Today I heard a sound that every gardener, at this point of late winter, dreads to hear:
It was a faint, very faint, scrunching sound, underfoot.
There might have been a tiny bit of sensation, as well: a sort of gentle, soft 'give' underfoot.
I was raking leaves at the time: yes, I know that we did all that autumn stuff a couple of months back, and yes, this particular garden was cleared of leaves - several times, actually - back before Christmas.
This morning, I went in to find that the Cotoneaster, usually a reliable evergreen one, had shed about 50% of it's leaves all over the lawn. So I raked them up.
And as I was doing so......
Yes, you got it: I trod on the daffodils.
My only defence is that because they were covered in leaves, I didn't see them. At all. Even after I'd trodden on them, I didn't immediately see them - I gazed around the lawn vacantly, thinking "What was that, then?" before looking downwards.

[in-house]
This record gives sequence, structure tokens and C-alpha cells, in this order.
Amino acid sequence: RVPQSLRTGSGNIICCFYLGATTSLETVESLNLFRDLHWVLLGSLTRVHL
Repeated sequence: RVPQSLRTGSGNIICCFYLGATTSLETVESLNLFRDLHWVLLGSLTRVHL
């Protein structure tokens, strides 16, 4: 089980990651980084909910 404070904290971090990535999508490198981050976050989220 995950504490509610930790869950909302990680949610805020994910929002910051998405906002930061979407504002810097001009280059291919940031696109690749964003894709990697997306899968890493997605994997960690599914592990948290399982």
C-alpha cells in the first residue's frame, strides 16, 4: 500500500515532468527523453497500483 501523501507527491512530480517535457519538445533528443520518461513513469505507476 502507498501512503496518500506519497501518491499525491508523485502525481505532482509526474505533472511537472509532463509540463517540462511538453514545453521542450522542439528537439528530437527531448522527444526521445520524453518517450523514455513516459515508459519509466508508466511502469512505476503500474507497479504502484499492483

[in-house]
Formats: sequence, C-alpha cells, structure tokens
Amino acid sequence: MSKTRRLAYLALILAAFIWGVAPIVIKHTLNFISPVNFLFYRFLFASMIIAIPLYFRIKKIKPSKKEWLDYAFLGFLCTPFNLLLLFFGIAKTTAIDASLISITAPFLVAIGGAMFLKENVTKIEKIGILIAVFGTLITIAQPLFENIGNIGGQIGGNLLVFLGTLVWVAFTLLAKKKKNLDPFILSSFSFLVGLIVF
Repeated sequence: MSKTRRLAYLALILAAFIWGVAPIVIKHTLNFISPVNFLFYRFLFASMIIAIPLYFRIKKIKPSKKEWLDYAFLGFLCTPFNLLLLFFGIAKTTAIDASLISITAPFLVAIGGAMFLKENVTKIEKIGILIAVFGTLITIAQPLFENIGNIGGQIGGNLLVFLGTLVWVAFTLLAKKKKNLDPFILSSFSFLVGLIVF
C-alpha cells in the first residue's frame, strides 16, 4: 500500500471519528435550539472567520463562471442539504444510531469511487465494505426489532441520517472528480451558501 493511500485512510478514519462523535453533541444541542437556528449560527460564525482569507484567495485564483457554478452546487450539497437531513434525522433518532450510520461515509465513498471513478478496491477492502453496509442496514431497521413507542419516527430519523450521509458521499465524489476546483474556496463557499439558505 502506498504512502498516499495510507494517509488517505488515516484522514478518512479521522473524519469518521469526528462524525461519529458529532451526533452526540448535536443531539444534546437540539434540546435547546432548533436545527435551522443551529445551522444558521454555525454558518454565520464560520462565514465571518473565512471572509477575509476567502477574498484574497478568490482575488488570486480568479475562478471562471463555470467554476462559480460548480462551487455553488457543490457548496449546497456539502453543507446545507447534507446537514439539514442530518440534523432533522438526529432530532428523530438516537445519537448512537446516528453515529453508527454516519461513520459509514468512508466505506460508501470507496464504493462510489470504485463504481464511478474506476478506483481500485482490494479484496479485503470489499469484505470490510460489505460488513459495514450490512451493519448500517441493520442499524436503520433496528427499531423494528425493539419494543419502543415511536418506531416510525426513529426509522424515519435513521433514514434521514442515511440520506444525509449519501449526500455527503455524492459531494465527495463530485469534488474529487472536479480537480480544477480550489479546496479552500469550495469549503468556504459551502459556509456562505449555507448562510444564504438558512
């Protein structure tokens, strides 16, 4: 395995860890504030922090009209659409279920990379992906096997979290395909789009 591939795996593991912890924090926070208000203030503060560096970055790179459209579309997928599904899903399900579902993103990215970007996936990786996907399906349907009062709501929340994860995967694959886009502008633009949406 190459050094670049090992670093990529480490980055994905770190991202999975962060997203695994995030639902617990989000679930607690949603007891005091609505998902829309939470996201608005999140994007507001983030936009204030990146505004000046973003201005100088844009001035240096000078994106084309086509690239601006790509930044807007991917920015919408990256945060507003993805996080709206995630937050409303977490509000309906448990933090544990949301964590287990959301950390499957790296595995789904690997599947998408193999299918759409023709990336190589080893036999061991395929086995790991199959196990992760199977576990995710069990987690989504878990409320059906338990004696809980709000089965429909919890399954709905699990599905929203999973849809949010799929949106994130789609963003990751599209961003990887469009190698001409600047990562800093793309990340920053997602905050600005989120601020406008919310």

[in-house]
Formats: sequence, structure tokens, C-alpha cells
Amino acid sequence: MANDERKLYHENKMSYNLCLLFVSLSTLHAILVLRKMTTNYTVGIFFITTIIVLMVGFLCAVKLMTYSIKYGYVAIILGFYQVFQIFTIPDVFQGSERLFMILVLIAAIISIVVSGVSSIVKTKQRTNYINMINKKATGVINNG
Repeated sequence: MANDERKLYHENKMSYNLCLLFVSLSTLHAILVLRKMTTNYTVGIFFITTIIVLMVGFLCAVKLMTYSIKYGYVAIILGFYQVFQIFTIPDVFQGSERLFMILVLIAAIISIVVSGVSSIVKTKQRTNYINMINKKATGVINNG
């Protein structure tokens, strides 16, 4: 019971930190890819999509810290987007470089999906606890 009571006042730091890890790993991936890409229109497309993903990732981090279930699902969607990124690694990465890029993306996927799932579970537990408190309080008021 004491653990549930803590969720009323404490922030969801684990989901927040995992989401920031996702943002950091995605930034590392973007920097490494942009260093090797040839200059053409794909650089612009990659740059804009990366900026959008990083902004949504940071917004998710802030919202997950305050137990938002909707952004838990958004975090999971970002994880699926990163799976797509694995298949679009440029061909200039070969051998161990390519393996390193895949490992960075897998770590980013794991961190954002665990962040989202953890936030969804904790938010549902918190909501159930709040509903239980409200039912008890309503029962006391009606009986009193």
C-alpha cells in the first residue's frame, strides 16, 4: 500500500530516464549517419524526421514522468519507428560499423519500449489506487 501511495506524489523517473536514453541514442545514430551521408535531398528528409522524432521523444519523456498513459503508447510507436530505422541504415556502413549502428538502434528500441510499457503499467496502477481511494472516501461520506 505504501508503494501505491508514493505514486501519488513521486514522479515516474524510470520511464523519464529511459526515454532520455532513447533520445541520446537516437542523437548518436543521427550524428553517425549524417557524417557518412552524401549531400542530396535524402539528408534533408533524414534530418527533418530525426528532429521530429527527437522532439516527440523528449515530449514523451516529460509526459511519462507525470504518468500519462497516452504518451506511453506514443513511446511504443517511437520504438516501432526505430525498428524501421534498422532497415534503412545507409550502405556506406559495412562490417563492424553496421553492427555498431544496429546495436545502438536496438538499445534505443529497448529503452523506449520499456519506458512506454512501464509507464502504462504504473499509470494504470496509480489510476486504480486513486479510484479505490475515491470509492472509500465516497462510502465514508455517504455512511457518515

Hopefully, they will recover - they didn't actually break, they got bent over a bit. I will keep an eye on them, and see how they get on.
Meanwhile, elsewhere in the garden, and talking of daffodils, how's this for an unusual sight: you know how people such as myself will tell you, of bulb planting, that for many bulbs such as daffodils, and snowdrops, it's not actually vital to plant them right way up?
That they will sort themselves out, if you get it slightly wrong?
That they have occasionally found bulbs which have been planted completely upside down, still growing and flowering beautifully?
Well, how's this for an extreme example:
Yes, it's a daffodil bulb which is growing completely OUT of the soil!
I imagine, as it's in a pot rather than in a bed, that one of those pesky squirls (that's 'squirrels' pronounced in a Yankee red-neck manner, with an underplanting of 'danged varmints') (and when I say 'underplanting' I mean sub-text, of course) has dug it up, but then left it on the surface.
So it started to grow - and the growing shoot has pushed its way into the soil, instead of pushing a way out of the soil!
In case you think this is an optical illusion (it isn't), here's another picture, showing me gently pulling it out of the soil, and you can see how much shoot was underground:
Having gently extracted it, I then made a hole - with due care for the other bulbs in the pot - and shoved it as far down as I could.
Hopefully, it will make a full recovery. But it's not often you find daffodils growing underground....
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